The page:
“Just like every cowboy…”





Like so many poor, outcast, lower-middle class white boys did in 1950’s/60’s England:

I fell in love with the blues.

[And, by extention, classic rock since I was the same as they, just in a different era/location.]



I hadn’t been playing guitar four months when a band asked me to join as their rhythm guitarist.

It seems I’d talent enough to make them think I’d been playing far longer.



They weren’t together very long, doing glam-metal covers, but I kept playing.

When the split became official, I enlisted the drummer and found a new bass player.

We made a Hell of a power-trio.



We practiced in the basement of the drummer’s family.

It was some of the most fun I’ve had in my life.

Playing everything from Howling Wolf, to Elvis, to Zeppelin to originals, we’d rock the foundations of the building.

Very quickly, the drummer’s 14 yr old cousin would come down to watch and listen.


She was a cute, little girl.

And she soon had a tremendous crush on me.



Now, I was 21 at the time.

So any and all thoughts of something coming of it did not even enter my mind.

But I did feel a little complimented by the fact.



Time, as it always does, had all of us drift apart.

However, looking back, her crush means even more to me now than it did then.



See, there was a purity to it that I can now more fully appreciate.

Certainly, there was an undercurrent in the deepest recesses of her mind of budding sexuality.

But it was more awe than anything.

Seeing a boy [man] doing what he loves.

Being passionate.

Having others follow his lead.


Expressing himself deeply, yet wordlessly.

And wanting to be a part of that to her core.



Thus, I say:

Darlin’, I’ll remember that look in your eyes until the day I die.

Though, Truth be told, I hope we never meet again.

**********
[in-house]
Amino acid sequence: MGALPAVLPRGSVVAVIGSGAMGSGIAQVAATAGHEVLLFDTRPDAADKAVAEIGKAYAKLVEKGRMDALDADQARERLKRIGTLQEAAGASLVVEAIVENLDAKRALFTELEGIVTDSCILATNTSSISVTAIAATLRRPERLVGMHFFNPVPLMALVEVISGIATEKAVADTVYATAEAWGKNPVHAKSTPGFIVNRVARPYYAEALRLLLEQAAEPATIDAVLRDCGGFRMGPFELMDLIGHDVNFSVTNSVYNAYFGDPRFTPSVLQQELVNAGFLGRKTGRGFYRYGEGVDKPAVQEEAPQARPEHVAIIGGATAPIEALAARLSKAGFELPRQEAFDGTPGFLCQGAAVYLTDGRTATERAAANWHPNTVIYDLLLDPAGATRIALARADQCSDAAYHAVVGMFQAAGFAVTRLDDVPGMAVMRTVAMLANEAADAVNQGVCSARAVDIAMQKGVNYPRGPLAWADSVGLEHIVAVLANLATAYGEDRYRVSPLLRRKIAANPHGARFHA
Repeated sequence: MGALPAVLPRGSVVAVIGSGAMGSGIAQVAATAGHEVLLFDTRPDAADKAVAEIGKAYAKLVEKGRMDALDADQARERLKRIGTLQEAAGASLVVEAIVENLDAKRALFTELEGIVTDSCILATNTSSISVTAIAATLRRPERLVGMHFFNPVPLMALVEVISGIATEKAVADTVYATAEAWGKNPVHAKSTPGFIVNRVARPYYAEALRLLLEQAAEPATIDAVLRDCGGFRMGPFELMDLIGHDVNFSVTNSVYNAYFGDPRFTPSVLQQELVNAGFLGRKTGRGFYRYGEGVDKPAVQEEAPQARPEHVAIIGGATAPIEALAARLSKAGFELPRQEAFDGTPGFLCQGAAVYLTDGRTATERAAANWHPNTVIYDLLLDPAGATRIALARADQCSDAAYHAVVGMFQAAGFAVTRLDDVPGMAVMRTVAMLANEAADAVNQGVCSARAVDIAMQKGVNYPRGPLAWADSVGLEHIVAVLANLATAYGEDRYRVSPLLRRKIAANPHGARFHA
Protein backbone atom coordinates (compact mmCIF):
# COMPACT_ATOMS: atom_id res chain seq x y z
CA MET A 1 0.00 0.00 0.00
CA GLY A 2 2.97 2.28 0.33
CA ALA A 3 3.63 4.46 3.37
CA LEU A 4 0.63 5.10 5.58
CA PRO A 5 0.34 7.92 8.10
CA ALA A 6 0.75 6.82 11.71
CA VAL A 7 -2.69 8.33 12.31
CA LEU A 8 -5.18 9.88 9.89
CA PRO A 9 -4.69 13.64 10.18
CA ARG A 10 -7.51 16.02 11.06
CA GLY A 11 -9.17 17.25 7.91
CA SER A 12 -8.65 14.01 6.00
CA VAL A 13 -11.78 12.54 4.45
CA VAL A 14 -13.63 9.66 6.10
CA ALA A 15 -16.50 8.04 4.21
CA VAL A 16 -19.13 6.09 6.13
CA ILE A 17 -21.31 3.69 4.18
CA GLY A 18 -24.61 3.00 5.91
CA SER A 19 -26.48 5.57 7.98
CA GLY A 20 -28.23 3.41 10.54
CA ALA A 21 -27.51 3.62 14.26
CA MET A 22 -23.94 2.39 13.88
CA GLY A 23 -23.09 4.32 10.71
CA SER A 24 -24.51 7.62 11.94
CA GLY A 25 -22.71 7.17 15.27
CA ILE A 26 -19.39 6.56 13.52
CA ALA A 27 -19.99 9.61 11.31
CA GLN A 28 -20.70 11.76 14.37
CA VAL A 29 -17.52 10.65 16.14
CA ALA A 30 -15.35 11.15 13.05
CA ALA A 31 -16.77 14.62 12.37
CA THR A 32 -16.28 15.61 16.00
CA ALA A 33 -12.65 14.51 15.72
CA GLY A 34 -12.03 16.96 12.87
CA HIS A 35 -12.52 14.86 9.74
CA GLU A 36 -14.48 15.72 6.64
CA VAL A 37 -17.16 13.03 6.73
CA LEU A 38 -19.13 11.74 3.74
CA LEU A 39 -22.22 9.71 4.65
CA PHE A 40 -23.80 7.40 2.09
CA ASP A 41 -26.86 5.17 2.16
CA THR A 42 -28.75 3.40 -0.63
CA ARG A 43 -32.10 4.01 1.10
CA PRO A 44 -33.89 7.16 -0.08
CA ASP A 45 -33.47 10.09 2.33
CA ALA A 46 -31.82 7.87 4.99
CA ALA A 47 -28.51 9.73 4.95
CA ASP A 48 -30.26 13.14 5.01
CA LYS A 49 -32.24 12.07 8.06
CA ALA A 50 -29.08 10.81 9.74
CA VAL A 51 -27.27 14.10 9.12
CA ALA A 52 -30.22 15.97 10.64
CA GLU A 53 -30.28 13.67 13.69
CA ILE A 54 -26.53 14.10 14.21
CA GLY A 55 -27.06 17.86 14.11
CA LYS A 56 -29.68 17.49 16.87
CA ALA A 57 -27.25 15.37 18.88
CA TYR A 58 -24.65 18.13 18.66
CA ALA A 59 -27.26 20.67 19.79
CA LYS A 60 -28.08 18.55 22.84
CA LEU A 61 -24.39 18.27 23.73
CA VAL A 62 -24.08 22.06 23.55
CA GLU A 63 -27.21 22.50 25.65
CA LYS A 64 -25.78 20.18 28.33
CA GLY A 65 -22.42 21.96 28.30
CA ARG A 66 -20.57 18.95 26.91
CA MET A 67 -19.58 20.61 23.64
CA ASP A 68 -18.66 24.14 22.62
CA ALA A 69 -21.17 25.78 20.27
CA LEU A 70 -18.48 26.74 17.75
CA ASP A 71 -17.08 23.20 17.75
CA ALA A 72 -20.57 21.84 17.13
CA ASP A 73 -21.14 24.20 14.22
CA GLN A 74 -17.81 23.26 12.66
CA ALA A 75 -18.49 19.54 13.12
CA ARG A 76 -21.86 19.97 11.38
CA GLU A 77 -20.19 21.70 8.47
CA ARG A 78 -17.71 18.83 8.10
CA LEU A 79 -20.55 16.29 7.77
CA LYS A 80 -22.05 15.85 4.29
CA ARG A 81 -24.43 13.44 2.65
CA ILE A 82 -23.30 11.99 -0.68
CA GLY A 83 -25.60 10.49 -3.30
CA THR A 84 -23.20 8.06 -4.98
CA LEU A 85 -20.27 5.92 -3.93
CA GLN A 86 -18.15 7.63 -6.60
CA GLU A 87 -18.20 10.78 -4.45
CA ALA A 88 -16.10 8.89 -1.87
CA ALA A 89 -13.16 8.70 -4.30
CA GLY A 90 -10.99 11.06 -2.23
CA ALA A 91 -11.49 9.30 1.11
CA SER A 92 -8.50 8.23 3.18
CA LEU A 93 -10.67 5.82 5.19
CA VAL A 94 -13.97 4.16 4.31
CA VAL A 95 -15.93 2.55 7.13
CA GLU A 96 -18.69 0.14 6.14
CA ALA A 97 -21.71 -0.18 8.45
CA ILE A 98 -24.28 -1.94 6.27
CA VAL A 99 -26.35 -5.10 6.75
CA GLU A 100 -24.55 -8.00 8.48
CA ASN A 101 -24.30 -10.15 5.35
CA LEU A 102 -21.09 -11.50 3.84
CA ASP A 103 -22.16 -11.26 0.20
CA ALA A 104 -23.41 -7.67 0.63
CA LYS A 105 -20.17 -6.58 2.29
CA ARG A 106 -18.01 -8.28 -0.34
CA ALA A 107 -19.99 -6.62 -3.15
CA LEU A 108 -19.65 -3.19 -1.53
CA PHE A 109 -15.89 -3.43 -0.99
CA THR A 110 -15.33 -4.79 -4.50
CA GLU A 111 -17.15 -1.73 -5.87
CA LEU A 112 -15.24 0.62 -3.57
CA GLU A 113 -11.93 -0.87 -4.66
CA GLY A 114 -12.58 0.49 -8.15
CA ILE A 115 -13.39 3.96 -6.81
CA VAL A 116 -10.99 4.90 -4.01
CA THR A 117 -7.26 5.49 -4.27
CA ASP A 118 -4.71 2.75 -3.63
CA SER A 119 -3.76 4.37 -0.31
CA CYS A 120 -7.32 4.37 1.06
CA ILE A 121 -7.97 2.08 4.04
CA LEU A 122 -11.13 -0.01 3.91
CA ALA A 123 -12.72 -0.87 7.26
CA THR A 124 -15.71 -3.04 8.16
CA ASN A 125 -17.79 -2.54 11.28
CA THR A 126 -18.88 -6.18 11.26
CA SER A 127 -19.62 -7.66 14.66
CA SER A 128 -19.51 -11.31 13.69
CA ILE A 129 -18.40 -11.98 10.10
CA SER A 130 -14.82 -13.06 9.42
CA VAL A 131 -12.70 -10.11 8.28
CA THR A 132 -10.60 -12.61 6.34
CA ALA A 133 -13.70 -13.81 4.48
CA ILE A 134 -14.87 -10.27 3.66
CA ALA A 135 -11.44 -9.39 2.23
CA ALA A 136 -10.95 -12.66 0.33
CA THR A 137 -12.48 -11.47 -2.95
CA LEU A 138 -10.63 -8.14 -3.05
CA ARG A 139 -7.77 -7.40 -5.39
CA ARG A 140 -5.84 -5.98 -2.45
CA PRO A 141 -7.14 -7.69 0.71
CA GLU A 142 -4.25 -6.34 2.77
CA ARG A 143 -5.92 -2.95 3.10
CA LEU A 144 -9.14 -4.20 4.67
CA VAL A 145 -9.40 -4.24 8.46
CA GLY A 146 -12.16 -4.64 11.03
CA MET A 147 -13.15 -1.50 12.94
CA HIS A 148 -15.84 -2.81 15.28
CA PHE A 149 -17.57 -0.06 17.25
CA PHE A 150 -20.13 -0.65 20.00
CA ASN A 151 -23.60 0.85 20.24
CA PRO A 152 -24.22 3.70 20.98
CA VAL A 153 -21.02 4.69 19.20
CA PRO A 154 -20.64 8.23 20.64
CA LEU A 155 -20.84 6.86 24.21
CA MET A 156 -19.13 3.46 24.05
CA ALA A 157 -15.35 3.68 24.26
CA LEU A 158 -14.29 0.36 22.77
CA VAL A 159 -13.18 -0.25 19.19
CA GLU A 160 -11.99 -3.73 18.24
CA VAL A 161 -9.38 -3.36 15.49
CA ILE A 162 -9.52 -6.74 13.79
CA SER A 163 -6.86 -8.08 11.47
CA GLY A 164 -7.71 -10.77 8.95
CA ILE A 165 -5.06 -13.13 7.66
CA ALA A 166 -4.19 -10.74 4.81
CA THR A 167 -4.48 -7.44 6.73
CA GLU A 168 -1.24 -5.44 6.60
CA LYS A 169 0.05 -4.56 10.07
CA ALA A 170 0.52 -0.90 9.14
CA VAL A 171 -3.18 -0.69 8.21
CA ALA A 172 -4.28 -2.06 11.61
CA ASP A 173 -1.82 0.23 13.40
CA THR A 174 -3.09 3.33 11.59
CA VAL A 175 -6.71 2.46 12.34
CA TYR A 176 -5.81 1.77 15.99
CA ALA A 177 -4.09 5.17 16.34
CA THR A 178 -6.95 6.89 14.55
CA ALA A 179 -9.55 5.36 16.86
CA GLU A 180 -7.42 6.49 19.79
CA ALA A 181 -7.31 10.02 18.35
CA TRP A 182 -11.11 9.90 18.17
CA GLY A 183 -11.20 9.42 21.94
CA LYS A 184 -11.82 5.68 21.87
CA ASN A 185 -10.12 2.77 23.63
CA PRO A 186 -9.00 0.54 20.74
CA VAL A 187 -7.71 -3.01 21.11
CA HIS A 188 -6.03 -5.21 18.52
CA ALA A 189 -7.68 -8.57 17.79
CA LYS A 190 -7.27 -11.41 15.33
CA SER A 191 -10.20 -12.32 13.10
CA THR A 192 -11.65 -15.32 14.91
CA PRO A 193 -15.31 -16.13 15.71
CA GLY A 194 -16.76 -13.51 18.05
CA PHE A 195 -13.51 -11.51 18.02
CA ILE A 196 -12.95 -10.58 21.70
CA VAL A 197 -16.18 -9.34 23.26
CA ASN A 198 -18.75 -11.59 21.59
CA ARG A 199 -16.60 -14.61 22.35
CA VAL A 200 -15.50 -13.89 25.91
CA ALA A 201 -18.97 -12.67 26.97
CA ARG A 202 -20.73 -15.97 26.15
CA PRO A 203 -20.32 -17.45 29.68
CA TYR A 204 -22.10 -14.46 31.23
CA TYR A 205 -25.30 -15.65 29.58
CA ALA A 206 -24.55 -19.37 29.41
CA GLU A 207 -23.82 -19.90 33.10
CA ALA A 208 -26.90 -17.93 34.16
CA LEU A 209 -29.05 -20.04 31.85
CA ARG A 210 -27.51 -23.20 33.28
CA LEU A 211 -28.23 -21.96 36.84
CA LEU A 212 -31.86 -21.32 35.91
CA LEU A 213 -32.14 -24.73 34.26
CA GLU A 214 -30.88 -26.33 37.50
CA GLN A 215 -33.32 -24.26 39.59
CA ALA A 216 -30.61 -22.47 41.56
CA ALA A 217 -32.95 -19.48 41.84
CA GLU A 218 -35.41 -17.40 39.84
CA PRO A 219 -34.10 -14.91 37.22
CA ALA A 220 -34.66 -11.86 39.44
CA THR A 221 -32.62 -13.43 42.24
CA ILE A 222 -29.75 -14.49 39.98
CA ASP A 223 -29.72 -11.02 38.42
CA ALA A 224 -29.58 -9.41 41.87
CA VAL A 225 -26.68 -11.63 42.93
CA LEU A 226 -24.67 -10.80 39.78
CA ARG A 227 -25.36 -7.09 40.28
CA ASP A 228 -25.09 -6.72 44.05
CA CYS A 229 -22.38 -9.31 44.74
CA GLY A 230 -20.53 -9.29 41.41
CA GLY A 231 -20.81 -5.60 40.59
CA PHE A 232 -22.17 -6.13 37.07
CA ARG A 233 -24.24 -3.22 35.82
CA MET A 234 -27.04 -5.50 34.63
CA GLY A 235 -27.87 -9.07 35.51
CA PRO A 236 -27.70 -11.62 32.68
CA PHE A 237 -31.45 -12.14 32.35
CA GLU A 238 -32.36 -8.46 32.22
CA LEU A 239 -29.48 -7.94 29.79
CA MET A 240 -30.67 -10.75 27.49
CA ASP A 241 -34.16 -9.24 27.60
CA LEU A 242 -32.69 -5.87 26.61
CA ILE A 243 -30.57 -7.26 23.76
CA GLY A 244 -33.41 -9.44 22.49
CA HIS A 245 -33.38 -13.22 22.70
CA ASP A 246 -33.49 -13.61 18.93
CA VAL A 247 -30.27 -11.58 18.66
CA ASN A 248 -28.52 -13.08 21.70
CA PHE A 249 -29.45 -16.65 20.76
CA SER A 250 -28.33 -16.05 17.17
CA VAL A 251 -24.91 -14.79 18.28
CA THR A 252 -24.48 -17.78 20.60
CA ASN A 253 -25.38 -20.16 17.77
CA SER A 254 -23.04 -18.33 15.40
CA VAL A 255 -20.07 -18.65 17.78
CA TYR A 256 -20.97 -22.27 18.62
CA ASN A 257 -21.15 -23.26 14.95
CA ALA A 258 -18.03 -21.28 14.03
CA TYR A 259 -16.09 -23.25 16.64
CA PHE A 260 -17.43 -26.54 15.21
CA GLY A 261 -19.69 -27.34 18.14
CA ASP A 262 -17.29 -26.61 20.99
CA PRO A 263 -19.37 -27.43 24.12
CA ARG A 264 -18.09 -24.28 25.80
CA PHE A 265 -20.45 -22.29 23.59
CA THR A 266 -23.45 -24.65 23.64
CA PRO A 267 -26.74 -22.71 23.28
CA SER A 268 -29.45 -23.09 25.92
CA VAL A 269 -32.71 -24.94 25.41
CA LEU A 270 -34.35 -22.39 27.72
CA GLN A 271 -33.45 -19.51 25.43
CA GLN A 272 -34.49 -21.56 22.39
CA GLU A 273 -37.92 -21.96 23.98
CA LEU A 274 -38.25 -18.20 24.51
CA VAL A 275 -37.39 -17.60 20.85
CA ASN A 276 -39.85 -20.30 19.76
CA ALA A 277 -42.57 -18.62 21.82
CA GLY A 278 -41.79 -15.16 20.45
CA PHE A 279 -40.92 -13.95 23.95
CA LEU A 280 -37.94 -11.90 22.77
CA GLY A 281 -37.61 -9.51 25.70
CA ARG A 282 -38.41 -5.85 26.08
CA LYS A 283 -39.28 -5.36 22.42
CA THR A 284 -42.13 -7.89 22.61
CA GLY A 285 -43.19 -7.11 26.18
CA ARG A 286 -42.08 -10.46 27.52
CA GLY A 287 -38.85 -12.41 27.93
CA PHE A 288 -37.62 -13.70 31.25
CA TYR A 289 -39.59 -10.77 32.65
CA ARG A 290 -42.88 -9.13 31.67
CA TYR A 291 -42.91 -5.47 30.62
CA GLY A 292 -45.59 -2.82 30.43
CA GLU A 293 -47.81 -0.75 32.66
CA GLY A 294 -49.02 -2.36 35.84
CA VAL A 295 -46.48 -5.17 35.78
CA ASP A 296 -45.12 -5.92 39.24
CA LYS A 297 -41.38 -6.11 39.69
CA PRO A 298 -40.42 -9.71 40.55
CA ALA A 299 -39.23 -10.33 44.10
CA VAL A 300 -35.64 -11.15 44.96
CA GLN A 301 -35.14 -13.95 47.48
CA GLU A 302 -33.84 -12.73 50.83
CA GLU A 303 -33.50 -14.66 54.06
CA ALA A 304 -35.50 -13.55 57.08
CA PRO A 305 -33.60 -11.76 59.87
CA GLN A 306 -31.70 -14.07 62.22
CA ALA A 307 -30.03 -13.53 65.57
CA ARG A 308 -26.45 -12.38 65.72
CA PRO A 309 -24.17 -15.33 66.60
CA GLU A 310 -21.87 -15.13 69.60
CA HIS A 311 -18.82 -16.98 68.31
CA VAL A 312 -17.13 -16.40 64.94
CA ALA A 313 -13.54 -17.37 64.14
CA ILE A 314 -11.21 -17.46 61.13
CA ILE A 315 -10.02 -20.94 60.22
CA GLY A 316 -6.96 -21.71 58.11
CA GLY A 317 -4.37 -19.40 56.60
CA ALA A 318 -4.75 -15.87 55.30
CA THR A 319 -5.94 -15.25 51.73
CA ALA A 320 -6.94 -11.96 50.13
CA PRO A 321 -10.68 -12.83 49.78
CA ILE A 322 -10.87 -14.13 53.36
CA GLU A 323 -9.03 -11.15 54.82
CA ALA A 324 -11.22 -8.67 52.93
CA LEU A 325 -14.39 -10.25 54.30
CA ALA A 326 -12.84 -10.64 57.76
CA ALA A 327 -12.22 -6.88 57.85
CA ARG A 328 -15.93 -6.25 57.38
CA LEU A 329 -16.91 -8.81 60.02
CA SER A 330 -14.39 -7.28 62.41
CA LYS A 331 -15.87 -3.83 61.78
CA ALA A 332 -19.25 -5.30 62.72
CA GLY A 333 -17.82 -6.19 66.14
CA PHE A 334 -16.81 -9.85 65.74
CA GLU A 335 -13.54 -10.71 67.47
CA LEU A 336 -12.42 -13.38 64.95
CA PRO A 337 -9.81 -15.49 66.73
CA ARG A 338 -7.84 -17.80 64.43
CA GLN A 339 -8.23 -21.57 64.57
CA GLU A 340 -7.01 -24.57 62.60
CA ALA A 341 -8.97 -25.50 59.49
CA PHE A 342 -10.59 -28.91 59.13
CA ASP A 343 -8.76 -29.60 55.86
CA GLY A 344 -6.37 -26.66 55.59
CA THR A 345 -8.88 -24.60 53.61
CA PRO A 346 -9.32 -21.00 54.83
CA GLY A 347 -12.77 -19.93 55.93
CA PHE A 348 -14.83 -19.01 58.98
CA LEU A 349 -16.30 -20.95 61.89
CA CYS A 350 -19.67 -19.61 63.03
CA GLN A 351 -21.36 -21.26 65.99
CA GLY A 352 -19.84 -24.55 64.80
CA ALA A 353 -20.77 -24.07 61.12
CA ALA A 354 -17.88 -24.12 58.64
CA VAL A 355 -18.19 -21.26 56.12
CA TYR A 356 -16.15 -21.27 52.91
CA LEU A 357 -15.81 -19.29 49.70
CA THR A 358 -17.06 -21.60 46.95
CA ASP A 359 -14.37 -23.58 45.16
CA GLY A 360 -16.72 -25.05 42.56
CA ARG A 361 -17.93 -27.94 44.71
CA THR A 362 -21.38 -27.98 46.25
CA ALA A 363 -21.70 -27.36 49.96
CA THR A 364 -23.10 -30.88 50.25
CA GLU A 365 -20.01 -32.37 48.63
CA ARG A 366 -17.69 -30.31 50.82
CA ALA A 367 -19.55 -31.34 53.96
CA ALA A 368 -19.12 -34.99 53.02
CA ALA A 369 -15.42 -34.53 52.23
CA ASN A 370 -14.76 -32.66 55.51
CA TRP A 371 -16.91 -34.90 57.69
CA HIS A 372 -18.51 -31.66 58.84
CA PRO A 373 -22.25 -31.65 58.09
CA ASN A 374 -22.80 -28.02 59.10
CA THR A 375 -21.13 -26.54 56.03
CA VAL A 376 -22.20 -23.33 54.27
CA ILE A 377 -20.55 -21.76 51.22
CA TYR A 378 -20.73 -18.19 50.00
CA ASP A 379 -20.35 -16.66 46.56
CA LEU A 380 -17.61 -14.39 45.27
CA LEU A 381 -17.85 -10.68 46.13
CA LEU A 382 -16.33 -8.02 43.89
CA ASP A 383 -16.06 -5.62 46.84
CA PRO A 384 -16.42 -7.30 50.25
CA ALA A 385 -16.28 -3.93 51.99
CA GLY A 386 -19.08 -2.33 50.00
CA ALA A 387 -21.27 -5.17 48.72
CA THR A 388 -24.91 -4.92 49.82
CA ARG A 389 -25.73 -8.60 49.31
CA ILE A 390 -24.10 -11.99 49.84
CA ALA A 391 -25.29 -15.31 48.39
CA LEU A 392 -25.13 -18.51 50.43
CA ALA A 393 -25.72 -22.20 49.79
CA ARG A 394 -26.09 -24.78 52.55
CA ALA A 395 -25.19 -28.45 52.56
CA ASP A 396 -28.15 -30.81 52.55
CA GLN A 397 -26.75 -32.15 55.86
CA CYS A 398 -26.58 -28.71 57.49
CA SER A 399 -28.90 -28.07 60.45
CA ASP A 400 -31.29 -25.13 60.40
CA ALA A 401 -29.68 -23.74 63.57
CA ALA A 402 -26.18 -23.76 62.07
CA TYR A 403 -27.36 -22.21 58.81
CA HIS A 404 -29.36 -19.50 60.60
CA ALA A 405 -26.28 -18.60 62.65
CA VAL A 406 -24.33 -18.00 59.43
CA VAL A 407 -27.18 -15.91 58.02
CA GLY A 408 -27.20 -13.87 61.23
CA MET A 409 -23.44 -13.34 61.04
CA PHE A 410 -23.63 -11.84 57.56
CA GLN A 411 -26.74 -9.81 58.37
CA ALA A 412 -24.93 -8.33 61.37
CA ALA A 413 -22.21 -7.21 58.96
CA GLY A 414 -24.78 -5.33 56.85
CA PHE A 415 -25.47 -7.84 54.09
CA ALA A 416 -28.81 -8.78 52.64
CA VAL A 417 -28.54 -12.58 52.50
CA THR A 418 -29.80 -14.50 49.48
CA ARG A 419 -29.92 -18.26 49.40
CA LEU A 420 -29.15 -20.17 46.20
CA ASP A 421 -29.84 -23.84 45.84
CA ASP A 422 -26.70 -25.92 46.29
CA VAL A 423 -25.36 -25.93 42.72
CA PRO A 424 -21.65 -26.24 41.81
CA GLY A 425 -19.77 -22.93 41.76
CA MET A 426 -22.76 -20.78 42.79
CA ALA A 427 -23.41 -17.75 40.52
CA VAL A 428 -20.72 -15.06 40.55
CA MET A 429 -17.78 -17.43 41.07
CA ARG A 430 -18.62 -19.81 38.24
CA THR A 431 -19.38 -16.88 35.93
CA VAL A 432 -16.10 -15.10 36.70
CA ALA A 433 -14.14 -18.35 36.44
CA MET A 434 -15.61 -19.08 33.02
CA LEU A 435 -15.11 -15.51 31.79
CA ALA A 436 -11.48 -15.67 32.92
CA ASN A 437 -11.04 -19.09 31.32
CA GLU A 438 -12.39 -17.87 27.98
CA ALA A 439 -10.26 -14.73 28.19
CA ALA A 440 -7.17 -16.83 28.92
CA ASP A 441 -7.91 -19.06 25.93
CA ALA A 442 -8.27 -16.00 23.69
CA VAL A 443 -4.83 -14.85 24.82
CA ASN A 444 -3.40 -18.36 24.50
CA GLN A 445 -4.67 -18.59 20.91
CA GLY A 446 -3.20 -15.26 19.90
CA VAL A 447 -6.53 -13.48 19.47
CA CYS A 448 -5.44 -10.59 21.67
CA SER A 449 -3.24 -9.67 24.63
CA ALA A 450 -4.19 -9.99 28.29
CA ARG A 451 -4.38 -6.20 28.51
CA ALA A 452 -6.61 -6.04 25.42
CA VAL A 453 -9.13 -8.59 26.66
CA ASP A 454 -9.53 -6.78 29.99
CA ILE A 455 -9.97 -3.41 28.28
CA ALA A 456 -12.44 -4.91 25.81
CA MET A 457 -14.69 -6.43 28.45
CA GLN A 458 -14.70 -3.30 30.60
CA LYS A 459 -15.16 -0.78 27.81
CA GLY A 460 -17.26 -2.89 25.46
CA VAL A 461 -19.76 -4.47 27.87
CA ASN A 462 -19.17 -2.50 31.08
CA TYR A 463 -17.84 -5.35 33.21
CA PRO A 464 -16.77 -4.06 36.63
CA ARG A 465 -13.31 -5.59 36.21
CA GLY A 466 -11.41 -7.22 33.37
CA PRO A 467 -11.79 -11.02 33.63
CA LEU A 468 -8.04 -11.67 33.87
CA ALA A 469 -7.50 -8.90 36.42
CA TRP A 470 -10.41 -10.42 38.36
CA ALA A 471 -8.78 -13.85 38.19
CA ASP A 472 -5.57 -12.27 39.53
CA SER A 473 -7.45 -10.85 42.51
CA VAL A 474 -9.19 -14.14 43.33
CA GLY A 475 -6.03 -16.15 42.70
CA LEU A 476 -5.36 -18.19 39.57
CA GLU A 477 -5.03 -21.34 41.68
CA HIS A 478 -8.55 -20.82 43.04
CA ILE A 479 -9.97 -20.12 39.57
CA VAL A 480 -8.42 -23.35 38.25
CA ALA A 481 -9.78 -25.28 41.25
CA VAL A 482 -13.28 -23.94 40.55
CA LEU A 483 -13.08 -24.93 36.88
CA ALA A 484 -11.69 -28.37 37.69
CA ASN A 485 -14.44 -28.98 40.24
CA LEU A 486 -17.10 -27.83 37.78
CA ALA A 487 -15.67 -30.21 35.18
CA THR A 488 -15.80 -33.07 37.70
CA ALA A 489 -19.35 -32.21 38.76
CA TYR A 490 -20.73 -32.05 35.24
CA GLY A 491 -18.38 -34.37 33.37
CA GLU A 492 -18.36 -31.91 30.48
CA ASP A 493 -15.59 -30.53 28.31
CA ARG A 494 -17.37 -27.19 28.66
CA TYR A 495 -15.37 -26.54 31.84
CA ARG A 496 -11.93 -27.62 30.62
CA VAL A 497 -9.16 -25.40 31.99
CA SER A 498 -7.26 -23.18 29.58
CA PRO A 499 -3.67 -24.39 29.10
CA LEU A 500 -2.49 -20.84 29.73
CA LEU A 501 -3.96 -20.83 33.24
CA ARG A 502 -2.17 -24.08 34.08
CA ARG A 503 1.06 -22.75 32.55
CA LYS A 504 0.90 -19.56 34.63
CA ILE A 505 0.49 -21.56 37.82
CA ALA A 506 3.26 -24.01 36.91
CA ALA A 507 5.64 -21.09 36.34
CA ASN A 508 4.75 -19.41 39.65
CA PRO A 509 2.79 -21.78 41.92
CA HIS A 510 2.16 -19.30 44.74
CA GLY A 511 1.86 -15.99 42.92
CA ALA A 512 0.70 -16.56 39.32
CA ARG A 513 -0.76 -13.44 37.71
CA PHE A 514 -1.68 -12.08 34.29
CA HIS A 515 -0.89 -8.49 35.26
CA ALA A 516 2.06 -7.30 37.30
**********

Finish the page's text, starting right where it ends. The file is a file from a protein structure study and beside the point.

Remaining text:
See, I’d prefer to remain that black-maned, dark-eyed, brooding guitar player – always clad in black – that captured the first stirrings of what would become your woman’s heart.

So, thank you, Holly.

Wherever you are.







4 Responses to ““Just like every cowboy…””

  1. Aye, sir. This is a form of magic we rarely see except from the woman’s eyes. But as some know, it applies at least as much to us.

  2. I think this speaks to one of the reasons why getting married young is a good idea. I had that same sense of awe and innocent admiration for my husband when I met him shortly after I turned 20 and he was turning 31. I know I would not have had the same impression of masculine power if I were to have met him a decade later, and respect and submission to him would not have come so naturally. I would still like him if I had met him at 30, but by then my experiences with life and dating other men would have stolen away that sense of wonder. He would be just another computer programmer living in a disheveled bachelor pad with a roommate. I would have probably met a dozen others just like him. But because I met him as young as I did, he seemed far more alpha then he really was, and even years later I can’t help but see him as an alpha and respect him as one despite his beta tendencies.

  3. […] “Just like every cowboy…” (Poison – Every Rose has its Thorn) […]

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